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Tips & Training

Trina Maher: ‘Our communities are so rich in terms of resources and creativity’

Reading Time: 7 minutes

At a time when Indigenous communities are also working to protect residents from the spread of COVID-19, external partners in career development must take a creative approach to making connections. Listening is the best place to start. Invite people from the communities you want to support to have conversations. Ask them about their needs and wants. Bring your authentic self to the meeting and recognize that relationship building takes time and patience. Have questions? Find someone within the community who can guide you.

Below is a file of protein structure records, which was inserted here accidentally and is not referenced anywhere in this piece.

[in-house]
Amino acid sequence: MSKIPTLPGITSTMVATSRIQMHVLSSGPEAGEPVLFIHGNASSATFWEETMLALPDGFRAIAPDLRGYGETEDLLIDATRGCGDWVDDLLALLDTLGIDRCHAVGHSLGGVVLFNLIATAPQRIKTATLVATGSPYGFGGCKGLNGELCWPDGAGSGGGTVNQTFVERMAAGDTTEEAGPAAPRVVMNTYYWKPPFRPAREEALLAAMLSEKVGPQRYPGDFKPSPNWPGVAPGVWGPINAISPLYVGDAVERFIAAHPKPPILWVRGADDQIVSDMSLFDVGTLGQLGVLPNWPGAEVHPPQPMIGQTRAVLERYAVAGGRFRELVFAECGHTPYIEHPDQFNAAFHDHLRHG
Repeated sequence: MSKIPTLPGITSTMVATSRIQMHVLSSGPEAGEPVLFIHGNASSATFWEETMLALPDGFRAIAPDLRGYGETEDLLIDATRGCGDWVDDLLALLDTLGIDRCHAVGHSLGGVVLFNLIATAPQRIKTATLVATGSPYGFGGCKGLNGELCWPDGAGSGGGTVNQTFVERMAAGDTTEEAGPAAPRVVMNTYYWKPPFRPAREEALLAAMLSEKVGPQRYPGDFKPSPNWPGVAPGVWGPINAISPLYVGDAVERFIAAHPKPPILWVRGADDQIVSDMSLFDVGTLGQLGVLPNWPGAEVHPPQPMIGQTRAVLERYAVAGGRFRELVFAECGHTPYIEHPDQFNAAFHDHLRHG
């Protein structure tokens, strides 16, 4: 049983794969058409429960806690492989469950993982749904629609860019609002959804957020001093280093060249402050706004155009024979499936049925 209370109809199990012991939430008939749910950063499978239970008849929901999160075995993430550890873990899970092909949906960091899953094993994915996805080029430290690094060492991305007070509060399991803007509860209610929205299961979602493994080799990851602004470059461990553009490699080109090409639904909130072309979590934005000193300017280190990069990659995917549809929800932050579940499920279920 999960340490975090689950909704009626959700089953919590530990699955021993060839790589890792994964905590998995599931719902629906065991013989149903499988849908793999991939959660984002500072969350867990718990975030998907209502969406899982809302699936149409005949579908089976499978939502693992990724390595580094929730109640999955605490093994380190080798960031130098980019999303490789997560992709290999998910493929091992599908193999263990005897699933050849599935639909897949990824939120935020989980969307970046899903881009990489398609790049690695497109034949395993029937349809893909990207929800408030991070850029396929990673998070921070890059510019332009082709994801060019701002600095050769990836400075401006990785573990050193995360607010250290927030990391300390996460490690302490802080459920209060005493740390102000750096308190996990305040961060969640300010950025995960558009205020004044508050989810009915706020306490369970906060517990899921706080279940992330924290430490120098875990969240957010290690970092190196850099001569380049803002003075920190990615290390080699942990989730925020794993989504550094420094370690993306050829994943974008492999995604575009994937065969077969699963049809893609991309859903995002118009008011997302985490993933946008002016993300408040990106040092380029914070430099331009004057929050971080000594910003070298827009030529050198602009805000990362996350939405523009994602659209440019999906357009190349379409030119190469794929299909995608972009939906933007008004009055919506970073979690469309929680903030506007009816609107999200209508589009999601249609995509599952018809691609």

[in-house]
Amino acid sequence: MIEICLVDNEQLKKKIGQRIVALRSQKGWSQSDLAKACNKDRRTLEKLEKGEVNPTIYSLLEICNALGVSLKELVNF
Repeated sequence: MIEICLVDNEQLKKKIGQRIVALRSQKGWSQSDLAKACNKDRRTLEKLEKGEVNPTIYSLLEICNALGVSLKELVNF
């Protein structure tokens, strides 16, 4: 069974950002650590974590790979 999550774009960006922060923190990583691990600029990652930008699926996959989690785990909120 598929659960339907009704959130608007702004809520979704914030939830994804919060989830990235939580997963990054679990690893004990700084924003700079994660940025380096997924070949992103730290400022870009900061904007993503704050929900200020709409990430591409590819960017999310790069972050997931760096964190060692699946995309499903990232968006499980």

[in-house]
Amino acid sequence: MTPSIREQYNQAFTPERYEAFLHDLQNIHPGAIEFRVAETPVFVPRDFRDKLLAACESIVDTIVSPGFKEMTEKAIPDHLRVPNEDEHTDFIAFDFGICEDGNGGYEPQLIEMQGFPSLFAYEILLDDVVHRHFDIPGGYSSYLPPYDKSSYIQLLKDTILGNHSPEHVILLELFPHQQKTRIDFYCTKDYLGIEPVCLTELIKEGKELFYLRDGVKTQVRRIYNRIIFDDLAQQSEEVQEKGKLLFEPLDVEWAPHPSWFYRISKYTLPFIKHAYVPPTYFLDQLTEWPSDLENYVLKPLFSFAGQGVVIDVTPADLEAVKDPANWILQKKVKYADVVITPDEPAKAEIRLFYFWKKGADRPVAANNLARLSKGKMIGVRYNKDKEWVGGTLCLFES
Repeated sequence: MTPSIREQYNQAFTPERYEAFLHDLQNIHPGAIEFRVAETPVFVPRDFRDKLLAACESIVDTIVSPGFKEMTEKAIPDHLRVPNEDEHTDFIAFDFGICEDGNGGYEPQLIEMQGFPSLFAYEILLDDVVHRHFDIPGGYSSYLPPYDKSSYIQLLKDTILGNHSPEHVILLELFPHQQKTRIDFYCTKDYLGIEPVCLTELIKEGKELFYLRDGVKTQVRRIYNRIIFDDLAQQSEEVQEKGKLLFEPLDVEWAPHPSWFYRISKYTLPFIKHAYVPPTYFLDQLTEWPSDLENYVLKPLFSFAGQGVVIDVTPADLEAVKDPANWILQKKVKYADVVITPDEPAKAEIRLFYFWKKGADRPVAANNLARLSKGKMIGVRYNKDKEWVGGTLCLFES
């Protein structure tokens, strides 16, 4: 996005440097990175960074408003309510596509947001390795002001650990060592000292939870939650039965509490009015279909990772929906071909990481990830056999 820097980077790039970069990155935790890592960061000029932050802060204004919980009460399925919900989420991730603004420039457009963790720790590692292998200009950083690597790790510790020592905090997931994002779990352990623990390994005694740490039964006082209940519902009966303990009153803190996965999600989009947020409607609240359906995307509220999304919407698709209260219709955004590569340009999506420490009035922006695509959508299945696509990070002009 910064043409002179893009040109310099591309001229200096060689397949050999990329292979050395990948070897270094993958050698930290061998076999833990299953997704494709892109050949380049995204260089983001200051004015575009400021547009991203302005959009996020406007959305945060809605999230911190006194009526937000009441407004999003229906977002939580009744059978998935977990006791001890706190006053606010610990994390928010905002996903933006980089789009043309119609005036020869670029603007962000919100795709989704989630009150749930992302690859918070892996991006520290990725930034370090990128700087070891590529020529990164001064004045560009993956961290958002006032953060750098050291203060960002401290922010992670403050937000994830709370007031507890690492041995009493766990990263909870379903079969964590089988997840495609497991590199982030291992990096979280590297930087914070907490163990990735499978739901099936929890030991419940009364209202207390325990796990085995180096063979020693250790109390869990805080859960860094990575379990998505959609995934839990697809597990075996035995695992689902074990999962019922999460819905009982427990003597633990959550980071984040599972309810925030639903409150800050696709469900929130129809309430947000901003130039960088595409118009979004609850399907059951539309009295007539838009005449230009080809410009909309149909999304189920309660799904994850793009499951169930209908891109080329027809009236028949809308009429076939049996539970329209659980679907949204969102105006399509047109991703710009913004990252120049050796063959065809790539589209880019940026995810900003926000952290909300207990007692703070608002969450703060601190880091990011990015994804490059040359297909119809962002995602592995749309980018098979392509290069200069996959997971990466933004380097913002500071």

Recognizing local expertise is also vital. Indigenous communities are finding new ways to bring training and resources to students and jobseekers. Consider, what knowledge assets do you have that you can share to support this work? Can you leverage industry connections or facilitate access to services through a “train the trainer” approach? This can help build local capacity, while also empowering communities to adapt resources to meet the needs of the people they serve.

In the video interview below, Trina Maher, President of Bridging Concepts, speaks to CareerWise Editor Lindsay Purchase about engaging in career work with Indigenous communities during COVID-19, nation building and career development trends. Trina will be presenting at CERIC’s Virtual Cannexus21 conference on the topic of “Fostering Positive Indigenous Community Engagement with Purpose.” Learn more about Cannexus, taking place Jan. 25 & 27 and Feb. 1 & 3, 2021, at  

Video transcription follows.

Video transcription: